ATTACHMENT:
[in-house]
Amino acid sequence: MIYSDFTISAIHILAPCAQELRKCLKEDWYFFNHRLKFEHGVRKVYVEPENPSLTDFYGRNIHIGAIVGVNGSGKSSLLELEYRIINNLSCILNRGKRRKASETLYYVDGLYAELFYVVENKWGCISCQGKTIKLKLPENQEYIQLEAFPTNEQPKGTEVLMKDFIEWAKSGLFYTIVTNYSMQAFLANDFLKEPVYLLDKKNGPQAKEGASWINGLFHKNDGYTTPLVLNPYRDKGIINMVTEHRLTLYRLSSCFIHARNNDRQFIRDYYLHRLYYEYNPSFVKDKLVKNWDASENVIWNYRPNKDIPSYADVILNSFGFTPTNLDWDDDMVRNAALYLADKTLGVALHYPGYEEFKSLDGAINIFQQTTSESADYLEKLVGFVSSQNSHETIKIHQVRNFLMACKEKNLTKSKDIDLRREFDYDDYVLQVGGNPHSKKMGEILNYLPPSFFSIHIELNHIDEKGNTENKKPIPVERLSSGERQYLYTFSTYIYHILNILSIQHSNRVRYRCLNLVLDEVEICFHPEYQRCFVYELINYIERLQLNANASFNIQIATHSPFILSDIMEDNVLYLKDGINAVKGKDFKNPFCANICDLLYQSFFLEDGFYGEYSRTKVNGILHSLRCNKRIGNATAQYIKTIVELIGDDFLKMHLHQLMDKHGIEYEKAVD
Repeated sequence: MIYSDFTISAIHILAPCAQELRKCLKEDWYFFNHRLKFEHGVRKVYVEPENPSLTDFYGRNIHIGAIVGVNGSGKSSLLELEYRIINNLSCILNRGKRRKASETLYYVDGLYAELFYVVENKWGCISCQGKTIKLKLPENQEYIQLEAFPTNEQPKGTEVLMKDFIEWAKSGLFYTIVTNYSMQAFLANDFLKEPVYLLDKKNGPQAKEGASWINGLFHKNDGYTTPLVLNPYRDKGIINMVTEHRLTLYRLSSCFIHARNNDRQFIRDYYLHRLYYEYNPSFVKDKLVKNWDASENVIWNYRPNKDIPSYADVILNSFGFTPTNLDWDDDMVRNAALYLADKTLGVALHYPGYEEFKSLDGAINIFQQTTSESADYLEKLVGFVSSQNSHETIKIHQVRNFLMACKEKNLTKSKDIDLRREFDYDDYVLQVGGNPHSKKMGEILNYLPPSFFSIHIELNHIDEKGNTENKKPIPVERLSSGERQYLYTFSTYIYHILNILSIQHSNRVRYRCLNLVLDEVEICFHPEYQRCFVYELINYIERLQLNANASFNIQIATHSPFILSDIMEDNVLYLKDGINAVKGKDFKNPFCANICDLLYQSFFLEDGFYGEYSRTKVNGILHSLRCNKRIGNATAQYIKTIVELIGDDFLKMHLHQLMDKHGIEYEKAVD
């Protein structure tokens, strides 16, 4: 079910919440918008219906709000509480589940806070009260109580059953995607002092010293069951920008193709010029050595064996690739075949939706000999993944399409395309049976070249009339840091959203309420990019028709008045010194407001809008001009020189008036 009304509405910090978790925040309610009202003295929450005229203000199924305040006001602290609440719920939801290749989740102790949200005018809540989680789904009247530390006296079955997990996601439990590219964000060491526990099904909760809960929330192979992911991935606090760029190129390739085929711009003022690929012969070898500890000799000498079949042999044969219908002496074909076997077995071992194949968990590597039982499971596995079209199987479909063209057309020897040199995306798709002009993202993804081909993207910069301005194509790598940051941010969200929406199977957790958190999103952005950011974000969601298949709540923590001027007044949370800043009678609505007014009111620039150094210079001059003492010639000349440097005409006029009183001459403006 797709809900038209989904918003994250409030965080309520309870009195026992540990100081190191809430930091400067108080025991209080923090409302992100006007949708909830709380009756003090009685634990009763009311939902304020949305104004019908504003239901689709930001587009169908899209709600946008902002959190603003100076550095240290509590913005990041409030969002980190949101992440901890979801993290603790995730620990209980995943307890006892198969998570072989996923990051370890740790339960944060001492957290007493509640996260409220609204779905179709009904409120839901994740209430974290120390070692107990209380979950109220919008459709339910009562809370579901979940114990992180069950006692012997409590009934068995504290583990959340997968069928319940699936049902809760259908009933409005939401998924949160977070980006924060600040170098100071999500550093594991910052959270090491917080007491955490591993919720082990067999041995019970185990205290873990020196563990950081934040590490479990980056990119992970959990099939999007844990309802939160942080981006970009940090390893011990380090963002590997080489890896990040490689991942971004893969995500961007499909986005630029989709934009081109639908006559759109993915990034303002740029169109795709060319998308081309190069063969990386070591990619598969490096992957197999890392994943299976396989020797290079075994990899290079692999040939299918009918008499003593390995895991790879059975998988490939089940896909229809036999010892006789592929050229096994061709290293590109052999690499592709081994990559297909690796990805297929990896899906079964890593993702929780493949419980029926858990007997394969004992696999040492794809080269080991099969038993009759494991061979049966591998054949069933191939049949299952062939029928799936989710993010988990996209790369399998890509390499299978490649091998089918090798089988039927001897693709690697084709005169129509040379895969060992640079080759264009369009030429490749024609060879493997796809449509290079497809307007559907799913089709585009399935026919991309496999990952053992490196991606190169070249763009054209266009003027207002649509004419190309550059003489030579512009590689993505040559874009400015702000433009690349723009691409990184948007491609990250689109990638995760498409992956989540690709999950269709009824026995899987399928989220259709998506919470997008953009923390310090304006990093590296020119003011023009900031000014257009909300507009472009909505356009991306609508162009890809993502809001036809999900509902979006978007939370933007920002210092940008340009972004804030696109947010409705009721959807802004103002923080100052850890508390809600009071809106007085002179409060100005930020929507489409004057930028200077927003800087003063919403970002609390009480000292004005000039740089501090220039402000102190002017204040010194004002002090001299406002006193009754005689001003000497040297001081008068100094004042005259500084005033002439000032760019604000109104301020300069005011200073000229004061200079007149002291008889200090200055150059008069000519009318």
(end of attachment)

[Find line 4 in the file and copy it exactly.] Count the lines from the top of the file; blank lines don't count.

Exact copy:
């Protein structure tokens, strides 16, 4: 079910919440918008219906709000509480589940806070009260109580059953995607002092010293069951920008193709010029050595064996690739075949939706000999993944399409395309049976070249009339840091959203309420990019028709008045010194407001809008001009020189008036 009304509405910090978790925040309610009202003295929450005229203000199924305040006001602290609440719920939801290749989740102790949200005018809540989680789904009247530390006296079955997990996601439990590219964000060491526990099904909760809960929330192979992911991935606090760029190129390739085929711009003022690929012969070898500890000799000498079949042999044969219908002496074909076997077995071992194949968990590597039982499971596995079209199987479909063209057309020897040199995306798709002009993202993804081909993207910069301005194509790598940051941010969200929406199977957790958190999103952005950011974000969601298949709540923590001027007044949370800043009678609505007014009111620039150094210079001059003492010639000349440097005409006029009183001459403006 797709809900038209989904918003994250409030965080309520309870009195026992540990100081190191809430930091400067108080025991209080923090409302992100006007949708909830709380009756003090009685634990009763009311939902304020949305104004019908504003239901689709930001587009169908899209709600946008902002959190603003100076550095240290509590913005990041409030969002980190949101992440901890979801993290603790995730620990209980995943307890006892198969998570072989996923990051370890740790339960944060001492957290007493509640996260409220609204779905179709009904409120839901994740209430974290120390070692107990209380979950109220919008459709339910009562809370579901979940114990992180069950006692012997409590009934068995504290583990959340997968069928319940699936049902809760259908009933409005939401998924949160977070980006924060600040170098100071999500550093594991910052959270090491917080007491955490591993919720082990067999041995019970185990205290873990020196563990950081934040590490479990980056990119992970959990099939999007844990309802939160942080981006970009940090390893011990380090963002590997080489890896990040490689991942971004893969995500961007499909986005630029989709934009081109639908006559759109993915990034303002740029169109795709060319998308081309190069063969990386070591990619598969490096992957197999890392994943299976396989020797290079075994990899290079692999040939299918009918008499003593390995895991790879059975998988490939089940896909229809036999010892006789592929050229096994061709290293590109052999690499592709081994990559297909690796990805297929990896899906079964890593993702929780493949419980029926858990007997394969004992696999040492794809080269080991099969038993009759494991061979049966591998054949069933191939049949299952062939029928799936989710993010988990996209790369399998890509390499299978490649091998089918090798089988039927001897693709690697084709005169129509040379895969060992640079080759264009369009030429490749024609060879493997796809449509290079497809307007559907799913089709585009399935026919991309496999990952053992490196991606190169070249763009054209266009003027207002649509004419190309550059003489030579512009590689993505040559874009400015702000433009690349723009691409990184948007491609990250689109990638995760498409992956989540690709999950269709009824026995899987399928989220259709998506919470997008953009923390310090304006990093590296020119003011023009900031000014257009909300507009472009909505356009991306609508162009890809993502809001036809999900509902979006978007939370933007920002210092940008340009972004804030696109947010409705009721959807802004103002923080100052850890508390809600009071809106007085002179409060100005930020929507489409004057930028200077927003800087003063919403970002609390009480000292004005000039740089501090220039402000102190002017204040010194004002002090001299406002006193009754005689001003000497040297001081008068100094004042005259500084005033002439000032760019604000109104301020300069005011200073000229004061200079007149002291008889200090200055150059008069000519009318």